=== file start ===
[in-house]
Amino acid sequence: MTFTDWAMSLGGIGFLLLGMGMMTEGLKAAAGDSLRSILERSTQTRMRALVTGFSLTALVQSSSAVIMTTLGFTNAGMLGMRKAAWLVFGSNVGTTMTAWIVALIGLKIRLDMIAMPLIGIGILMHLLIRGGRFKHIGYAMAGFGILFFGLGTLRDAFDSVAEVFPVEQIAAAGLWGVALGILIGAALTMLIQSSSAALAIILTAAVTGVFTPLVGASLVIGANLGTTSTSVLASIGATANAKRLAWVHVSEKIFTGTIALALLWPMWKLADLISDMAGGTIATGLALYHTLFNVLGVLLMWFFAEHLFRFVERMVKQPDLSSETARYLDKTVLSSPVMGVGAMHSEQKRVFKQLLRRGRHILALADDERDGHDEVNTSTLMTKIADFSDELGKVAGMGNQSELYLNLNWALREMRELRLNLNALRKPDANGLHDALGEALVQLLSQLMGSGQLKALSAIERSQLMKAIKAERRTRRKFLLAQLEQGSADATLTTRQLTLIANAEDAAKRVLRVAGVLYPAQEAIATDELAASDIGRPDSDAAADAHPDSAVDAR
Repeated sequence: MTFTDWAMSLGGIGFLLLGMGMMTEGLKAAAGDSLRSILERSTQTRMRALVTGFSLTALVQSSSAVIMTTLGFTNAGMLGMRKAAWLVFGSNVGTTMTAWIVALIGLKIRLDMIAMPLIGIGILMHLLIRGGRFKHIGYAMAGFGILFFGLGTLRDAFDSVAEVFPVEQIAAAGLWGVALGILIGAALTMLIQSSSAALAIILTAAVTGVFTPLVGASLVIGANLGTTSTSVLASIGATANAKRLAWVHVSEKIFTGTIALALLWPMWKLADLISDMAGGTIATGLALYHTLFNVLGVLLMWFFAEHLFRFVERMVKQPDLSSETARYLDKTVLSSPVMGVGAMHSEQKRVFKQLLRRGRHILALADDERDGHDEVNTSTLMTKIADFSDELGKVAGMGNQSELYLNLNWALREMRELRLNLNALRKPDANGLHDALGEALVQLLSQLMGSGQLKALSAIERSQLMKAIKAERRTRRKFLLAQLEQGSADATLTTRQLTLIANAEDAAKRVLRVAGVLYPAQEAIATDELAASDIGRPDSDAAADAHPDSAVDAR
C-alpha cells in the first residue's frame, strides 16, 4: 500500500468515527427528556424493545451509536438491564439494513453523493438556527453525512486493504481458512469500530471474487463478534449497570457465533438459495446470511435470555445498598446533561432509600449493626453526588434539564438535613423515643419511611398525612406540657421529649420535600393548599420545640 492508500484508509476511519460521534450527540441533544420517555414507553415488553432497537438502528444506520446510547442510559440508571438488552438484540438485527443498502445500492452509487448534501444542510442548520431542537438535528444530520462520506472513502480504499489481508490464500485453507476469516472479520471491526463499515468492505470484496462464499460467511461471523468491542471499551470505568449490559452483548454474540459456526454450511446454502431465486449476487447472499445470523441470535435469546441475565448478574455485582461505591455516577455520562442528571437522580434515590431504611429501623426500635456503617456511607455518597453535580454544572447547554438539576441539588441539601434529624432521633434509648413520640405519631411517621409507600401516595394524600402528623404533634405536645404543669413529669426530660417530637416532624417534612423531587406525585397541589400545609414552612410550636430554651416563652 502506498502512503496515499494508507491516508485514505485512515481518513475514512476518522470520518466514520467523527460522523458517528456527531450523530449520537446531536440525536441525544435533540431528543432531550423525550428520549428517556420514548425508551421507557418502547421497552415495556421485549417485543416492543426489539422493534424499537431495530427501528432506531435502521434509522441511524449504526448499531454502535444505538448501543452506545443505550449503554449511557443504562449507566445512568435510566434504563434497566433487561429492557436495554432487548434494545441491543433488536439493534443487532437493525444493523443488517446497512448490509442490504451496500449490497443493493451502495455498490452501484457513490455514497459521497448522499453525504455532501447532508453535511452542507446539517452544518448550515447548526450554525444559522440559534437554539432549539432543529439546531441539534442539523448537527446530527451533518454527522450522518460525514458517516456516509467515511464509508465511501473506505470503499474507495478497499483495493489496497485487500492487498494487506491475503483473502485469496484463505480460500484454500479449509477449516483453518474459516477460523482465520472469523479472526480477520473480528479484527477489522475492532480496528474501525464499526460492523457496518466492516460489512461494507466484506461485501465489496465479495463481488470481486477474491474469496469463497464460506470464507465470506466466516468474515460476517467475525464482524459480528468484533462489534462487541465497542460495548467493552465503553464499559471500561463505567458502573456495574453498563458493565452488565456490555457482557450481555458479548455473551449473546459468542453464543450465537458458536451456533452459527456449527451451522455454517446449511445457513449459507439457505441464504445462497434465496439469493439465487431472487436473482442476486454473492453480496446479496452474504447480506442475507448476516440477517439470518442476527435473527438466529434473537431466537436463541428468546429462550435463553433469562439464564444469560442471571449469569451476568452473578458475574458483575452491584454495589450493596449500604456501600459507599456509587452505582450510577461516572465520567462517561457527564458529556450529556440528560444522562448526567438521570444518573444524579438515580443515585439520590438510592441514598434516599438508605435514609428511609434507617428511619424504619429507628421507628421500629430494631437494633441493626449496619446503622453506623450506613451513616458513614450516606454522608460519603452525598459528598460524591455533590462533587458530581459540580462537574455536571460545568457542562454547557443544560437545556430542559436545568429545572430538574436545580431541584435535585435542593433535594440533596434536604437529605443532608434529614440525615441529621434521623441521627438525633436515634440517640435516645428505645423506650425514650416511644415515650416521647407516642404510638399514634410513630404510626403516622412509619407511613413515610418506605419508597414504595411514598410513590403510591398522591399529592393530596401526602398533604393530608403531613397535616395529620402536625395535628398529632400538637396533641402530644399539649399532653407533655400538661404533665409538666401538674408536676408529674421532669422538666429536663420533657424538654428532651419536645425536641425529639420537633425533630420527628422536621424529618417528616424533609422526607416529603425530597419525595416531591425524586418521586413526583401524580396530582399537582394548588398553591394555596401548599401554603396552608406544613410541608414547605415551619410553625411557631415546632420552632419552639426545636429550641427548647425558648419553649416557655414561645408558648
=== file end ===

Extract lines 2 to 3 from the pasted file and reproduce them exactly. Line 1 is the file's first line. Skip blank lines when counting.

Amino acid sequence: MTFTDWAMSLGGIGFLLLGMGMMTEGLKAAAGDSLRSILERSTQTRMRALVTGFSLTALVQSSSAVIMTTLGFTNAGMLGMRKAAWLVFGSNVGTTMTAWIVALIGLKIRLDMIAMPLIGIGILMHLLIRGGRFKHIGYAMAGFGILFFGLGTLRDAFDSVAEVFPVEQIAAAGLWGVALGILIGAALTMLIQSSSAALAIILTAAVTGVFTPLVGASLVIGANLGTTSTSVLASIGATANAKRLAWVHVSEKIFTGTIALALLWPMWKLADLISDMAGGTIATGLALYHTLFNVLGVLLMWFFAEHLFRFVERMVKQPDLSSETARYLDKTVLSSPVMGVGAMHSEQKRVFKQLLRRGRHILALADDERDGHDEVNTSTLMTKIADFSDELGKVAGMGNQSELYLNLNWALREMRELRLNLNALRKPDANGLHDALGEALVQLLSQLMGSGQLKALSAIERSQLMKAIKAERRTRRKFLLAQLEQGSADATLTTRQLTLIANAEDAAKRVLRVAGVLYPAQEAIATDELAASDIGRPDSDAAADAHPDSAVDAR
Repeated sequence: MTFTDWAMSLGGIGFLLLGMGMMTEGLKAAAGDSLRSILERSTQTRMRALVTGFSLTALVQSSSAVIMTTLGFTNAGMLGMRKAAWLVFGSNVGTTMTAWIVALIGLKIRLDMIAMPLIGIGILMHLLIRGGRFKHIGYAMAGFGILFFGLGTLRDAFDSVAEVFPVEQIAAAGLWGVALGILIGAALTMLIQSSSAALAIILTAAVTGVFTPLVGASLVIGANLGTTSTSVLASIGATANAKRLAWVHVSEKIFTGTIALALLWPMWKLADLISDMAGGTIATGLALYHTLFNVLGVLLMWFFAEHLFRFVERMVKQPDLSSETARYLDKTVLSSPVMGVGAMHSEQKRVFKQLLRRGRHILALADDERDGHDEVNTSTLMTKIADFSDELGKVAGMGNQSELYLNLNWALREMRELRLNLNALRKPDANGLHDALGEALVQLLSQLMGSGQLKALSAIERSQLMKAIKAERRTRRKFLLAQLEQGSADATLTTRQLTLIANAEDAAKRVLRVAGVLYPAQEAIATDELAASDIGRPDSDAAADAHPDSAVDAR